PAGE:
The next day I just happened to have had a scheduled appointment with my shrink, a wonderful woman with a slight Texas twang. During the session, the shrink cried more than I did.

It was all anybody could talk about.

I was supposed to go camping with my boyfriend Kevin that weekend. We were supposed to leave Friday morning. It was Thursday night when I lost it. It was the CNN reporter interviewing those poor people clutching their pathetic Missing Persons posters. I wanted to say, “My God! Don’t you know they’re not missing, they’re dead?” I wanted to say this so that I wouldn’t have to hear anymore of them say, “He’s got a seven-month-old baby…” or “She’s getting married in December…” or “He called me right before the collapse….”

The reporter interviewing these people started crying in earnest. Not just a Peter Jennings choke-up, no, but an honest-to-God sob, tears streaming down her face. I called Kevin and I could not breathe because I was crying so hard.

“I think that I’m going to be sick,” I said.

The next morning was the national day of prayer and remembrance. As Kevin and I drove through the rolling lush beauty of Texas hill country on our five-hour trip to the campgrounds, I saw the GOD BLESS AMERICA signs everywhere I turned. On dot-matrix beer ads, or printed out letter by letter on hotel marquees and McDonald’s signs. One gas station ad said: GOD BLESS AMERICASALE ON DR PEPPER, PEPSI, COKE. And that felt so American I wanted to cry again. Normally, I’m the kind of person who thinks the firewall between church and state should be so strong we shouldn’t even have “In God We Trust” on our money. But that day, I could have cared less. Let them have as much God as they need, I thought. I think I need God too.

During the whole drive on Friday, I felt compelled to ask Kevin to pull over so I could go into a church. Any church, it didn’t matter. Instead, we played Woody Guthrie songs on the stereo, and Duke Ellington, too. Those seemed like prayers anyway.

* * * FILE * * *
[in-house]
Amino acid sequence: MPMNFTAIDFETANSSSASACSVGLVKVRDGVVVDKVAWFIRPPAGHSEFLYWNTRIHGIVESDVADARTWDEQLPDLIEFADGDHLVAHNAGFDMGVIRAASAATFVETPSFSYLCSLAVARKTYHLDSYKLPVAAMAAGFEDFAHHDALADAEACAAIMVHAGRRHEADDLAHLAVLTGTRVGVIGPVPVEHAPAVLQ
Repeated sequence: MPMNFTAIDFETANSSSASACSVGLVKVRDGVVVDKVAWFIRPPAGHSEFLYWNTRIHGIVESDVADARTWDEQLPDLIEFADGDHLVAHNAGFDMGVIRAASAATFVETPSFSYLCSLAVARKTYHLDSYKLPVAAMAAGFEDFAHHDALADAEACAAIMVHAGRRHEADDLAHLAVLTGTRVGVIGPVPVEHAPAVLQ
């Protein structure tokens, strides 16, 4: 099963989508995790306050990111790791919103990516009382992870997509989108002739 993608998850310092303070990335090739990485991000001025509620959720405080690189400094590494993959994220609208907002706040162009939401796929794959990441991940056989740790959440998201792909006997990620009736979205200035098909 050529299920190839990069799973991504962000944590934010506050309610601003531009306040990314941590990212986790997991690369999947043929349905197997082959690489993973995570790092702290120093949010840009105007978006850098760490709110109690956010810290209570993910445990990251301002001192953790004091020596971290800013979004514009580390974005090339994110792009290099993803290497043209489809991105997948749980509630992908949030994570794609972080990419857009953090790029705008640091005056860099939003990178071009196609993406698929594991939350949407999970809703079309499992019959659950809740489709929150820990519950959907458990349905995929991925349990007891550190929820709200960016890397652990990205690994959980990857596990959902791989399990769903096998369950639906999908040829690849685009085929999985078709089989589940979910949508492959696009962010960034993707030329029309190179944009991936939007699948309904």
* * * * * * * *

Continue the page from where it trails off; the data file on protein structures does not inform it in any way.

The camping trip was a respite, but not much of one. Each day after a morning hike through some of the most gorgeous land this nation has to offer, we’d drive 25 miles to the nearest town to buy the Austin American-Statesman. Then we’d bring it back to the campsite and read it over beer or rum or whiskey and each afternoon while reading I’d just get drunk so I could maybe fall asleep and not have to think about it for a while.

They keep saying how this could be my generation’s finest hour. Our call to arms. To what, I am still not sure. And anyway, I worry we’re too lazy, too spoiled a generation to do much of anything at all. Our early-‘90s generational angst and flannel-wearing malaise seem laughable now. Our zippy dotcom mania seems perverted. We’ve been raised on Ritalin and Little Debbie snack cakes and videos of smart bombs shooting down chimneys. We don’t know the first fucking thing about war.

Last night I had a dream I was in my childhood church and a man carrying a cartoonishly large black gun walked in and stood on the altar and started shooting it into the balcony. In the dream, everybody just stood there.

“It’s an assault rifle, you know,” said the older woman next to me. I jumped over the woman with the strength I only have in dreams and pushed my way through a crowd of people just standing there, staring at the man with the gun. I ran through the doors into the parking lot where there were a lot of other people standing outside, milling about.

“There’s a man in there with a gun and I think he’s a terrorist,” I said to anybody who would listen to me. But everyone just stood there, like they weren’t surprised.

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jennifer mathieu writes for houston’s alternative weekly, the press.